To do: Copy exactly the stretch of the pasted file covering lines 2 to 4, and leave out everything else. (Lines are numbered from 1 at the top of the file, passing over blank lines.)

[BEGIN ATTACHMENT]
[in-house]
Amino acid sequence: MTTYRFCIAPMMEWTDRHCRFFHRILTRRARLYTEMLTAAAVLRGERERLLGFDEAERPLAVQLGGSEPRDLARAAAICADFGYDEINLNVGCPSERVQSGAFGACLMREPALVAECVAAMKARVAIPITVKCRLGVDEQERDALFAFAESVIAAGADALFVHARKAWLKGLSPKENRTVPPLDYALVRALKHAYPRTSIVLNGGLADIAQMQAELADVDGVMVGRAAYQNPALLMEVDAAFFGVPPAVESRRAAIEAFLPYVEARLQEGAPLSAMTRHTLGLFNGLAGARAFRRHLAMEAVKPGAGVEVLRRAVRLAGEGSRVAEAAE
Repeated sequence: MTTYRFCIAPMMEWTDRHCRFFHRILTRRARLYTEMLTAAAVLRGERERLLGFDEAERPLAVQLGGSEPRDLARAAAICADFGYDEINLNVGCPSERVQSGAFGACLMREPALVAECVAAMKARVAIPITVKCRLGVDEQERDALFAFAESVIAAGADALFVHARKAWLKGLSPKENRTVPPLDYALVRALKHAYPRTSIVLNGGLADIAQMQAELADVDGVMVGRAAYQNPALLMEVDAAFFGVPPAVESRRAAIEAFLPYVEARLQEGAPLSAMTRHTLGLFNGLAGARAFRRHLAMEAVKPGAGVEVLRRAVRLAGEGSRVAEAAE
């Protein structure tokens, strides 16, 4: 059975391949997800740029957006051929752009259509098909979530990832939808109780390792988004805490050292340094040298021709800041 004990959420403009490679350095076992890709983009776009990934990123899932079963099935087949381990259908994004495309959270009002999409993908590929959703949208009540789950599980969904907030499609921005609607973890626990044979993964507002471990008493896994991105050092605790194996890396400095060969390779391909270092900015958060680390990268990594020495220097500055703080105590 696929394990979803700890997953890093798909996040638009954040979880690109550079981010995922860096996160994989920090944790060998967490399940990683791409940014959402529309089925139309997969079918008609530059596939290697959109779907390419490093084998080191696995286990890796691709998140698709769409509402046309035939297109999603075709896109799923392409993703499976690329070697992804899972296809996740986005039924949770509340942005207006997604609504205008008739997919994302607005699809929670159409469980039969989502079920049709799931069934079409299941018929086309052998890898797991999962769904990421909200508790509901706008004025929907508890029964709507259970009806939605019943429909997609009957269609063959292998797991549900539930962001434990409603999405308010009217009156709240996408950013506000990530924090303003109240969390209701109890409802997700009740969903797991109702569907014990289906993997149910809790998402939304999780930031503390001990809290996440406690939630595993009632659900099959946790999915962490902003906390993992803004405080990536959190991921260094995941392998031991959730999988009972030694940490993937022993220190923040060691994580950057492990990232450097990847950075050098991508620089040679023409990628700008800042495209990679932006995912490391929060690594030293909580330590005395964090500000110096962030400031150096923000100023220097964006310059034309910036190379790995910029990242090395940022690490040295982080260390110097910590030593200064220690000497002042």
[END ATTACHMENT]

Amino acid sequence: MTTYRFCIAPMMEWTDRHCRFFHRILTRRARLYTEMLTAAAVLRGERERLLGFDEAERPLAVQLGGSEPRDLARAAAICADFGYDEINLNVGCPSERVQSGAFGACLMREPALVAECVAAMKARVAIPITVKCRLGVDEQERDALFAFAESVIAAGADALFVHARKAWLKGLSPKENRTVPPLDYALVRALKHAYPRTSIVLNGGLADIAQMQAELADVDGVMVGRAAYQNPALLMEVDAAFFGVPPAVESRRAAIEAFLPYVEARLQEGAPLSAMTRHTLGLFNGLAGARAFRRHLAMEAVKPGAGVEVLRRAVRLAGEGSRVAEAAE
Repeated sequence: MTTYRFCIAPMMEWTDRHCRFFHRILTRRARLYTEMLTAAAVLRGERERLLGFDEAERPLAVQLGGSEPRDLARAAAICADFGYDEINLNVGCPSERVQSGAFGACLMREPALVAECVAAMKARVAIPITVKCRLGVDEQERDALFAFAESVIAAGADALFVHARKAWLKGLSPKENRTVPPLDYALVRALKHAYPRTSIVLNGGLADIAQMQAELADVDGVMVGRAAYQNPALLMEVDAAFFGVPPAVESRRAAIEAFLPYVEARLQEGAPLSAMTRHTLGLFNGLAGARAFRRHLAMEAVKPGAGVEVLRRAVRLAGEGSRVAEAAE
């Protein structure tokens, strides 16, 4: 059975391949997800740029957006051929752009259509098909979530990832939808109780390792988004805490050292340094040298021709800041 004990959420403009490679350095076992890709983009776009990934990123899932079963099935087949381990259908994004495309959270009002999409993908590929959703949208009540789950599980969904907030499609921005609607973890626990044979993964507002471990008493896994991105050092605790194996890396400095060969390779391909270092900015958060680390990268990594020495220097500055703080105590 696929394990979803700890997953890093798909996040638009954040979880690109550079981010995922860096996160994989920090944790060998967490399940990683791409940014959402529309089925139309997969079918008609530059596939290697959109779907390419490093084998080191696995286990890796691709998140698709769409509402046309035939297109999603075709896109799923392409993703499976690329070697992804899972296809996740986005039924949770509340942005207006997604609504205008008739997919994302607005699809929670159409469980039969989502079920049709799931069934079409299941018929086309052998890898797991999962769904990421909200508790509901706008004025929907508890029964709507259970009806939605019943429909997609009957269609063959292998797991549900539930962001434990409603999405308010009217009156709240996408950013506000990530924090303003109240969390209701109890409802997700009740969903797991109702569907014990289906993997149910809790998402939304999780930031503390001990809290996440406690939630595993009632659900099959946790999915962490902003906390993992803004405080990536959190991921260094995941392998031991959730999988009972030694940490993937022993220190923040060691994580950057492990990232450097990847950075050098991508620089040679023409990628700008800042495209990679932006995912490391929060690594030293909580330590005395964090500000110096962030400031150096923000100023220097964006310059034309910036190379790995910029990242090395940022690490040295982080260390110097910590030593200064220690000497002042």